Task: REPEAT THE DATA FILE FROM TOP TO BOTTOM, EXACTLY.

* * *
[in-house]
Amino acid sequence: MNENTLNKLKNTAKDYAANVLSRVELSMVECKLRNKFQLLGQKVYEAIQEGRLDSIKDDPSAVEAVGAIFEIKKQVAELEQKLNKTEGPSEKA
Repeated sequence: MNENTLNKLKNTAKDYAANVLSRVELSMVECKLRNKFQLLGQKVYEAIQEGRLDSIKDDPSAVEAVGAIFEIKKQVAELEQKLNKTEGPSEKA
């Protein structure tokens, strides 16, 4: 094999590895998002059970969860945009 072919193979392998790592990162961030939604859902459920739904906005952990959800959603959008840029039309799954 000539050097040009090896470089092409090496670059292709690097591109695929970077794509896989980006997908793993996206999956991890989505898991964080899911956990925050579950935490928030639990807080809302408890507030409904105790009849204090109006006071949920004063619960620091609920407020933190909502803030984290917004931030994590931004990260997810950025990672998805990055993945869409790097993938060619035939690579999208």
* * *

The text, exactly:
[in-house]
Amino acid sequence: MNENTLNKLKNTAKDYAANVLSRVELSMVECKLRNKFQLLGQKVYEAIQEGRLDSIKDDPSAVEAVGAIFEIKKQVAELEQKLNKTEGPSEKA
Repeated sequence: MNENTLNKLKNTAKDYAANVLSRVELSMVECKLRNKFQLLGQKVYEAIQEGRLDSIKDDPSAVEAVGAIFEIKKQVAELEQKLNKTEGPSEKA
């Protein structure tokens, strides 16, 4: 094999590895998002059970969860945009 072919193979392998790592990162961030939604859902459920739904906005952990959800959603959008840029039309799954 000539050097040009090896470089092409090496670059292709690097591109695929970077794509896989980006997908793993996206999956991890989505898991964080899911956990925050579950935490928030639990807080809302408890507030409904105790009849204090109006006071949920004063619960620091609920407020933190909502803030984290917004931030994590931004990260997810950025990672998805990055993945869409790097993938060619035939690579999208």